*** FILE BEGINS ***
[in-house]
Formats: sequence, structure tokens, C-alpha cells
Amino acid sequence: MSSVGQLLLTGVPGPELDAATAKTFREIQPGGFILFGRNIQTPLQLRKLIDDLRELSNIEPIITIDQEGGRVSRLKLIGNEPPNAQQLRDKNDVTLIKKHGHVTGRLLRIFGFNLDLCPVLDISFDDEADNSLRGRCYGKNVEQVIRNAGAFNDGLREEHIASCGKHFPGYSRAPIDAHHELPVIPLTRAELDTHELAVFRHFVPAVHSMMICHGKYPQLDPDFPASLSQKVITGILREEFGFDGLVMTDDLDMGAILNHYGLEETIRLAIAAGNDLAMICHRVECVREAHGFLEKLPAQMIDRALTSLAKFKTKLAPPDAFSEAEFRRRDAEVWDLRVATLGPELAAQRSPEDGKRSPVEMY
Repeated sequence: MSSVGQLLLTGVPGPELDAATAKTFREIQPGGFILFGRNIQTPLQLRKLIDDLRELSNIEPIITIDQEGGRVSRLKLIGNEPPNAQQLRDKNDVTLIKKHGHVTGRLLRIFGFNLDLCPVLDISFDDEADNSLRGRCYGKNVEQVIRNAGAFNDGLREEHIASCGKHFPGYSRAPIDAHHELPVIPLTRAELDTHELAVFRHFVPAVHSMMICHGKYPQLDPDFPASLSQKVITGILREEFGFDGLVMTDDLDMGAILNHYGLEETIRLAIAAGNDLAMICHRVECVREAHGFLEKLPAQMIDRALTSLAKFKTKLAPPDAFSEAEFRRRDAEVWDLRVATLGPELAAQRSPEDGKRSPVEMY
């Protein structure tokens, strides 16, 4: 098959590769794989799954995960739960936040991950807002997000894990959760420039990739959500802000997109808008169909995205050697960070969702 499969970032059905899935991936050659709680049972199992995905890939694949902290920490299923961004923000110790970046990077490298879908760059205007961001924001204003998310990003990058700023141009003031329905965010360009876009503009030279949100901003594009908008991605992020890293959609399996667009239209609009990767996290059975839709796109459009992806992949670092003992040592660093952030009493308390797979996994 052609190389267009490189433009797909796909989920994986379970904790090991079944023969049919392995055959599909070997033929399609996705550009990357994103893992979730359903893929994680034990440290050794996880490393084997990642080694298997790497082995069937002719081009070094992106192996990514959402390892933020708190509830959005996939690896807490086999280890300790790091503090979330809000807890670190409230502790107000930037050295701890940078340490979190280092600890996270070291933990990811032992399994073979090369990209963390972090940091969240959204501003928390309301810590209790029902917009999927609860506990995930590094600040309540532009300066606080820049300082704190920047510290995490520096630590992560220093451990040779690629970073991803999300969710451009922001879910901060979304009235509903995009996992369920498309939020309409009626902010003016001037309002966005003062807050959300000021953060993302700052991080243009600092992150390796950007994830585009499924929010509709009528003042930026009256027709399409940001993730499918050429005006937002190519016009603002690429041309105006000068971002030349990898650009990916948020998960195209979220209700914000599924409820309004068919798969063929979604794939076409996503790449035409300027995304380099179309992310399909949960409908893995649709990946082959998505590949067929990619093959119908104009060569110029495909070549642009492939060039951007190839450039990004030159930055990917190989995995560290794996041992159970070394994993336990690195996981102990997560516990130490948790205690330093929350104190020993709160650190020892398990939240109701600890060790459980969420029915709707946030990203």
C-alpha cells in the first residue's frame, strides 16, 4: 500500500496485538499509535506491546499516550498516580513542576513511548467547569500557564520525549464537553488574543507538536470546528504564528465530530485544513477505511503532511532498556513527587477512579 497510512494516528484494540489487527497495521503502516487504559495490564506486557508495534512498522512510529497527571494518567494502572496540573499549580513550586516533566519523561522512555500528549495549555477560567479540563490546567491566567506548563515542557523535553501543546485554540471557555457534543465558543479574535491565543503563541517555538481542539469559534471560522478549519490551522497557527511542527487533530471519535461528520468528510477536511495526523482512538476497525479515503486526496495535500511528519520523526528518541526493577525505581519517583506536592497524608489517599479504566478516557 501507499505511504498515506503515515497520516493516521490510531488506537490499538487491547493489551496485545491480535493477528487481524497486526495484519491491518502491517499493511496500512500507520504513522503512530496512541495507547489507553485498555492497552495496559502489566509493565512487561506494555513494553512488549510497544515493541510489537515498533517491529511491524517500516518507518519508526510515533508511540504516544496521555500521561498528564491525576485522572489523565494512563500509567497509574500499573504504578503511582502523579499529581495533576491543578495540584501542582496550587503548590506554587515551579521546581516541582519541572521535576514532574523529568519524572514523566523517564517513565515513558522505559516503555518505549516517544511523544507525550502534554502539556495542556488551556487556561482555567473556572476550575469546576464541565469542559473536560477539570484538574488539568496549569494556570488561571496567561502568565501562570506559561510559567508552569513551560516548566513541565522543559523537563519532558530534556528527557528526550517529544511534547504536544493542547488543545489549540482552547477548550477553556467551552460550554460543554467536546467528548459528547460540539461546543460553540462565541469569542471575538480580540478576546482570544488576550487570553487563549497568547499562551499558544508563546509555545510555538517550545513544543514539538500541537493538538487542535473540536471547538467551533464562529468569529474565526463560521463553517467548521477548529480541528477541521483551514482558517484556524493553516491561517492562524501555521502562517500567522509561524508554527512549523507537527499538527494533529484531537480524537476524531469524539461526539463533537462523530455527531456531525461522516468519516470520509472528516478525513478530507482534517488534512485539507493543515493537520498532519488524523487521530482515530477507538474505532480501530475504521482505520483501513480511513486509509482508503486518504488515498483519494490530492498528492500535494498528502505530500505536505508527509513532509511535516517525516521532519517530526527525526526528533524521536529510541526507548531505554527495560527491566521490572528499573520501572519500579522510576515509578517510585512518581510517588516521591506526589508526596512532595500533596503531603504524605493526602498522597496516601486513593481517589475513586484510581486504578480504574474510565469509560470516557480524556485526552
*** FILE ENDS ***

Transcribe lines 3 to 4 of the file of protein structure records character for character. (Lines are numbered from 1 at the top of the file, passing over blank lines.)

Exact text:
Amino acid sequence: MSSVGQLLLTGVPGPELDAATAKTFREIQPGGFILFGRNIQTPLQLRKLIDDLRELSNIEPIITIDQEGGRVSRLKLIGNEPPNAQQLRDKNDVTLIKKHGHVTGRLLRIFGFNLDLCPVLDISFDDEADNSLRGRCYGKNVEQVIRNAGAFNDGLREEHIASCGKHFPGYSRAPIDAHHELPVIPLTRAELDTHELAVFRHFVPAVHSMMICHGKYPQLDPDFPASLSQKVITGILREEFGFDGLVMTDDLDMGAILNHYGLEETIRLAIAAGNDLAMICHRVECVREAHGFLEKLPAQMIDRALTSLAKFKTKLAPPDAFSEAEFRRRDAEVWDLRVATLGPELAAQRSPEDGKRSPVEMY
Repeated sequence: MSSVGQLLLTGVPGPELDAATAKTFREIQPGGFILFGRNIQTPLQLRKLIDDLRELSNIEPIITIDQEGGRVSRLKLIGNEPPNAQQLRDKNDVTLIKKHGHVTGRLLRIFGFNLDLCPVLDISFDDEADNSLRGRCYGKNVEQVIRNAGAFNDGLREEHIASCGKHFPGYSRAPIDAHHELPVIPLTRAELDTHELAVFRHFVPAVHSMMICHGKYPQLDPDFPASLSQKVITGILREEFGFDGLVMTDDLDMGAILNHYGLEETIRLAIAAGNDLAMICHRVECVREAHGFLEKLPAQMIDRALTSLAKFKTKLAPPDAFSEAEFRRRDAEVWDLRVATLGPELAAQRSPEDGKRSPVEMY